Aramex has published a report, in collaboration with Wamda and the American University in Cairo (AUC), on Nahdet El Mahrousa (NM), an Egypt-based incubator for early stage innovative social enterprises in the Middle East. NM focuses on young people that are in the early stages of their startups. The report focuses on how NM developed the reasoning behind its hybrid model and the impact of its work.
Ten years ago, Ehaab Abdou began going through his contacts looking for people that, like him, believed that the Egyptian market was stagnant and did not offer enough opportunities for young entrepreneurs. Through the ensuing discussions, they realized they have a number of common problems. Addressing social issues was ineffective and inefficient, development practices were outdated and management was dominated by established mature individuals who didn't offer opportunities to younger professionals. But chief among the issues was the general lack of innovation in the country. So, Abdou and those who shared his ideals founded NM with the goal of engaging and activating the Egyptian youth.
The NM founders looked for social enterprises - revenue-generating, economically viable ventures that are able to deliver against financial as well as quantifiable social and/or environmental performance targets, often referred to as the triple bottom line. The NP team believed that young professionals were the thinkers and drivers for progressive social change and offering proper mechanisms for expressing their thoughts allows ideas to flourish into tangible things.
The NM team’s model involves providing individuals support in the form of capacity building, technical assistance, access to networks, and funding to help develop successful, scalable enterprises. NM developed a set of criteria to identify such social enterprises, based on four ideas: addressing root causes, innovations in development, sustainability, scalability. It then developed a model that they would apply to the social enterprises that they would work with (see report for basic outline).
The NM team believed that there wasn’t a shortage of young people with ideas, they simply did not have the motivation to become social entrepreneurs. To help them in their endeavors, NM lowers the risks involved in social enterprises. They offer financial resources to help these entrepreneurs, gives them access to community of like-minded individuals to help them and support them in times of frustration, and helps them when they make mistakes. The report cites research by the US National Business Incubation that states that 80 percent of incubated companies survive their first three years of operation, in comparison to just 35 percent of non-incubated firms.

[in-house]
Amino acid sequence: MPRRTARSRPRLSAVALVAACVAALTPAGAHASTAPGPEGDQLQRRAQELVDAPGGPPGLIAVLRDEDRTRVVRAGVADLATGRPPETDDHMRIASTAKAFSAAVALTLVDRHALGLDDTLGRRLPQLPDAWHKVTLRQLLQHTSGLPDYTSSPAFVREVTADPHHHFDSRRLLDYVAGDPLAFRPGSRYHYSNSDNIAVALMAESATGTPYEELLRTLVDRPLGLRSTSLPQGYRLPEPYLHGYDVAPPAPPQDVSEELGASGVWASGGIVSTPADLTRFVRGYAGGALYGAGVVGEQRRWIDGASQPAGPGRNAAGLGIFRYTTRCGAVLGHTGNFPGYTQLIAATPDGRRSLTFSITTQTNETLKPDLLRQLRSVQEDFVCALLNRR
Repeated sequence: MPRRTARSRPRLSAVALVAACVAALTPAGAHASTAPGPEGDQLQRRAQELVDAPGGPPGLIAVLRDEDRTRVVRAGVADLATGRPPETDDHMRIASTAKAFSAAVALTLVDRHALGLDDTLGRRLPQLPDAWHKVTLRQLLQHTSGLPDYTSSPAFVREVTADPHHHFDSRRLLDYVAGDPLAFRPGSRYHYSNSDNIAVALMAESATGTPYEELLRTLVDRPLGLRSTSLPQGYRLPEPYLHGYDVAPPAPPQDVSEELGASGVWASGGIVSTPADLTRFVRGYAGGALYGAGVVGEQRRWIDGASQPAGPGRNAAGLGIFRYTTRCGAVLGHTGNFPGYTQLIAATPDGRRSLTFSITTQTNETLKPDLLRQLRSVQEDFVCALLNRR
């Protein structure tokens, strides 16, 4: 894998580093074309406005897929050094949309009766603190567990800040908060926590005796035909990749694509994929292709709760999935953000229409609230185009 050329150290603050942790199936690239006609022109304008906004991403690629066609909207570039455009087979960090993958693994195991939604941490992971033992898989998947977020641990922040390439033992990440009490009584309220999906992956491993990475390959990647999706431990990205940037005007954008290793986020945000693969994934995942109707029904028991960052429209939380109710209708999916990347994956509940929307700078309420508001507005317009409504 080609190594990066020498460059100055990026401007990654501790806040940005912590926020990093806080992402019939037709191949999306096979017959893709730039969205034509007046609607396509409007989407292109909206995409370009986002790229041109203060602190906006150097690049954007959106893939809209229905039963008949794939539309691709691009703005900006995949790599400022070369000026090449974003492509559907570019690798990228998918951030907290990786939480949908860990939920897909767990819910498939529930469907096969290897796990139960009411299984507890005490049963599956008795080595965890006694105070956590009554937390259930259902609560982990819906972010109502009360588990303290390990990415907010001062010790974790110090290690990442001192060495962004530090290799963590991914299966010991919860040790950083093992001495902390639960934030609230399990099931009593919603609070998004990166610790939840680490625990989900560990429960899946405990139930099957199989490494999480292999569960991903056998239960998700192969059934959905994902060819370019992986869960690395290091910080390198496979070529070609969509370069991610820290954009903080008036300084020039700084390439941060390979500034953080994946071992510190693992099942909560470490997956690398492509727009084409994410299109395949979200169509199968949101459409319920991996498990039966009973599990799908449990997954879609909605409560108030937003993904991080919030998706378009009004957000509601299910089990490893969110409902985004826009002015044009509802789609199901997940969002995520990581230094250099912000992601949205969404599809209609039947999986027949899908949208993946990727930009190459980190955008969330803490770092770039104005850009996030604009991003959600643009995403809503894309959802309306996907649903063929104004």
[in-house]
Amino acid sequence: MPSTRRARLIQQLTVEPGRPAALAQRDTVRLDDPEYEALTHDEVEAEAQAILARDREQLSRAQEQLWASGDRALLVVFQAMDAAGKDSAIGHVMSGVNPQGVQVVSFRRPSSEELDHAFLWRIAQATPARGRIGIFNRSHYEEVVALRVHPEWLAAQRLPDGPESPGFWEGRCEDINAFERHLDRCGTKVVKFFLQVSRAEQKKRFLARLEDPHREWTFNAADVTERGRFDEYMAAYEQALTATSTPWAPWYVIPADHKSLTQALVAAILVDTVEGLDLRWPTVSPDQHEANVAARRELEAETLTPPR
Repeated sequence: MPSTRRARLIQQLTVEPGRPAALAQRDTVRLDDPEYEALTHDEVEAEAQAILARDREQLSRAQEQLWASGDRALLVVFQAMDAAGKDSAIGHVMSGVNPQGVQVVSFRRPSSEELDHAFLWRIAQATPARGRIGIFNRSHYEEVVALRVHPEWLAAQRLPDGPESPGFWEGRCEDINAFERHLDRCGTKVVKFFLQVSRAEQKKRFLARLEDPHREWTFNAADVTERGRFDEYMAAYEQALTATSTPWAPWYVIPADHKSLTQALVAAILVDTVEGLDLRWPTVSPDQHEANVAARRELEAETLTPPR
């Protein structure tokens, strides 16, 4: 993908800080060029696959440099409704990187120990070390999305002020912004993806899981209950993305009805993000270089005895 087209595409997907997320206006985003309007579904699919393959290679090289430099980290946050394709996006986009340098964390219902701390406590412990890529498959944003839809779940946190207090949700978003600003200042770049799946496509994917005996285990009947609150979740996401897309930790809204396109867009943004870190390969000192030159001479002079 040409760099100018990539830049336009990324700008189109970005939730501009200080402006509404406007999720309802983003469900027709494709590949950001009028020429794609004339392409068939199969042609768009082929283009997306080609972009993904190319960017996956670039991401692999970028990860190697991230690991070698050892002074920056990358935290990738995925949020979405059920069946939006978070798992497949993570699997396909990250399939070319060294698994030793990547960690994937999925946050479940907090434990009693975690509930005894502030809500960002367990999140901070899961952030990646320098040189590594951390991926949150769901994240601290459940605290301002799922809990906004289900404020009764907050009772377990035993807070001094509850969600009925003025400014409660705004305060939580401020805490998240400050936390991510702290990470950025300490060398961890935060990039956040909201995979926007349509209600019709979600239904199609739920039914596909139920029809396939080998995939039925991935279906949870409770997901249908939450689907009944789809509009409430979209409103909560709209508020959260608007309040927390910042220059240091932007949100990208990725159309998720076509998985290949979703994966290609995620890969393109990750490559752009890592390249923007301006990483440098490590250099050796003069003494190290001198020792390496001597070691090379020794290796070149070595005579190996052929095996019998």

It seems that NM’s theory holds some truth as they have shown some substantial growth in the sector. Since 2003, over 40 social enterprises have been incubated, which currently reach and impact over 10,000 individuals in Egypt annually. NM's network grew from a few individuals in 2003 to over 8,000 in 2012. NM also has a membership base which has a very selective process. It only accepts committed individuals that NM believes will provide value to its various social enterprises. As of 2012, the total membership has increased to more than 300.
In its early days, NM had limited funding and resources. Throughout the years it has managed to ensure partners and donors to have financial stability. It has developed a number of creative partnership models. It has partnered with Yahoo! Maktoob in an online campaign called “Social Innovation Starts with YOU!” As well as the International Youth Foundation and USAID, forming the Egyptian Education and Employment Alliance (EEEA). It partnered again with the International Youth Foundation, and with the MasterCard Foundation, to manage the Egypt@Work program.
To download the report, please scroll up and click on the link in the gray box.